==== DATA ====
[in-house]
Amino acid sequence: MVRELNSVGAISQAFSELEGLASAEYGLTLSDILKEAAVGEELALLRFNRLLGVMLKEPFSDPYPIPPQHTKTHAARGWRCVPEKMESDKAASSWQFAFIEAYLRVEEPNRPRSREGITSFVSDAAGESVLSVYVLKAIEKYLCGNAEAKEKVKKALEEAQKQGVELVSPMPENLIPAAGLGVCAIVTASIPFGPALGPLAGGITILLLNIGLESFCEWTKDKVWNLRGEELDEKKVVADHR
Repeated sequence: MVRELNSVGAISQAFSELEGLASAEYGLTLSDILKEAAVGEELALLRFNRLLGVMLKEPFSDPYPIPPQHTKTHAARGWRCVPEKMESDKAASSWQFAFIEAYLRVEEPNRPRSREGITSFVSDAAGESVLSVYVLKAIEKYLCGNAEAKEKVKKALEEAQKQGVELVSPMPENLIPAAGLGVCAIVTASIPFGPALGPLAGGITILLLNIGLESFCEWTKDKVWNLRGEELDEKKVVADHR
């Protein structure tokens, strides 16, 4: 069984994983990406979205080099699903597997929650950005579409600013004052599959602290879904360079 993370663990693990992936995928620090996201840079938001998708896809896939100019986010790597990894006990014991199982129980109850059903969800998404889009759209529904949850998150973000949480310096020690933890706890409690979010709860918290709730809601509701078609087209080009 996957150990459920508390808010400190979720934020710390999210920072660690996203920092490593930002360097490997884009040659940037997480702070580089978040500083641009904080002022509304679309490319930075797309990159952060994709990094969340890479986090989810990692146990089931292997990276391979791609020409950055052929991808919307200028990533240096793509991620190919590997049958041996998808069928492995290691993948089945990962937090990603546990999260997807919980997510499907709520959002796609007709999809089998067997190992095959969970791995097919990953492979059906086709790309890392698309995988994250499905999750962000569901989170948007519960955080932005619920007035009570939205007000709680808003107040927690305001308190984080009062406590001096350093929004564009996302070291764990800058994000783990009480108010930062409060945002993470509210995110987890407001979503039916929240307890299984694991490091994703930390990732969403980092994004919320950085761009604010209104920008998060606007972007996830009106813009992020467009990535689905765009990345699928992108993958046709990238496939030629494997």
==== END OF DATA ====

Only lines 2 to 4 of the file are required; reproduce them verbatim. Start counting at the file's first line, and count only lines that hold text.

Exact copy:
Amino acid sequence: MVRELNSVGAISQAFSELEGLASAEYGLTLSDILKEAAVGEELALLRFNRLLGVMLKEPFSDPYPIPPQHTKTHAARGWRCVPEKMESDKAASSWQFAFIEAYLRVEEPNRPRSREGITSFVSDAAGESVLSVYVLKAIEKYLCGNAEAKEKVKKALEEAQKQGVELVSPMPENLIPAAGLGVCAIVTASIPFGPALGPLAGGITILLLNIGLESFCEWTKDKVWNLRGEELDEKKVVADHR
Repeated sequence: MVRELNSVGAISQAFSELEGLASAEYGLTLSDILKEAAVGEELALLRFNRLLGVMLKEPFSDPYPIPPQHTKTHAARGWRCVPEKMESDKAASSWQFAFIEAYLRVEEPNRPRSREGITSFVSDAAGESVLSVYVLKAIEKYLCGNAEAKEKVKKALEEAQKQGVELVSPMPENLIPAAGLGVCAIVTASIPFGPALGPLAGGITILLLNIGLESFCEWTKDKVWNLRGEELDEKKVVADHR
């Protein structure tokens, strides 16, 4: 069984994983990406979205080099699903597997929650950005579409600013004052599959602290879904360079 993370663990693990992936995928620090996201840079938001998708896809896939100019986010790597990894006990014991199982129980109850059903969800998404889009759209529904949850998150973000949480310096020690933890706890409690979010709860918290709730809601509701078609087209080009 996957150990459920508390808010400190979720934020710390999210920072660690996203920092490593930002360097490997884009040659940037997480702070580089978040500083641009904080002022509304679309490319930075797309990159952060994709990094969340890479986090989810990692146990089931292997990276391979791609020409950055052929991808919307200028990533240096793509991620190919590997049958041996998808069928492995290691993948089945990962937090990603546990999260997807919980997510499907709520959002796609007709999809089998067997190992095959969970791995097919990953492979059906086709790309890392698309995988994250499905999750962000569901989170948007519960955080932005619920007035009570939205007000709680808003107040927690305001308190984080009062406590001096350093929004564009996302070291764990800058994000783990009480108010930062409060945002993470509210995110987890407001979503039916929240307890299984694991490091994703930390990732969403980092994004919320950085761009604010209104920008998060606007972007996830009106813009992020467009990535689905765009990345699928992108993958046709990238496939030629494997």